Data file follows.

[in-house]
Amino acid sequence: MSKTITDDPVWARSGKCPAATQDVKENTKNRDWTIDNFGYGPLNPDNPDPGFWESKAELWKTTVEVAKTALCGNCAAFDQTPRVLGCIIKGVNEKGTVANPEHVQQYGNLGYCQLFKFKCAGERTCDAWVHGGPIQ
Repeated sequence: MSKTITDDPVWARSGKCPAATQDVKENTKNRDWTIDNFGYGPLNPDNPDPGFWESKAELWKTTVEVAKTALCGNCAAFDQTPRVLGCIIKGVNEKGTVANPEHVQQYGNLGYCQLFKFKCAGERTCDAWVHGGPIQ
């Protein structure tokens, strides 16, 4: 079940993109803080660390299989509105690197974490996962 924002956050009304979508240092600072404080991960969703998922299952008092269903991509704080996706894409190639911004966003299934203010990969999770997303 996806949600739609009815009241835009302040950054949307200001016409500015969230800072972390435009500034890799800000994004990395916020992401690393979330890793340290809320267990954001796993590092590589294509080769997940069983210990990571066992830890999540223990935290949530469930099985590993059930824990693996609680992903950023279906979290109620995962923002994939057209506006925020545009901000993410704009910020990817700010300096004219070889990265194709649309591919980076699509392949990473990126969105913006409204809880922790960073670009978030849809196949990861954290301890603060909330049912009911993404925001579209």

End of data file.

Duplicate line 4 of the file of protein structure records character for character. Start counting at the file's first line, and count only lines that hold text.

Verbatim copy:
């Protein structure tokens, strides 16, 4: 079940993109803080660390299989509105690197974490996962 924002956050009304979508240092600072404080991960969703998922299952008092269903991509704080996706894409190639911004966003299934203010990969999770997303 996806949600739609009815009241835009302040950054949307200001016409500015969230800072972390435009500034890799800000994004990395916020992401690393979330890793340290809320267990954001796993590092590589294509080769997940069983210990990571066992830890999540223990935290949530469930099985590993059930824990693996609680992903950023279906979290109620995962923002994939057209506006925020545009901000993410704009910020990817700010300096004219070889990265194709649309591919980076699509392949990473990126969105913006409204809880922790960073670009978030849809196949990861954290301890603060909330049912009911993404925001579209």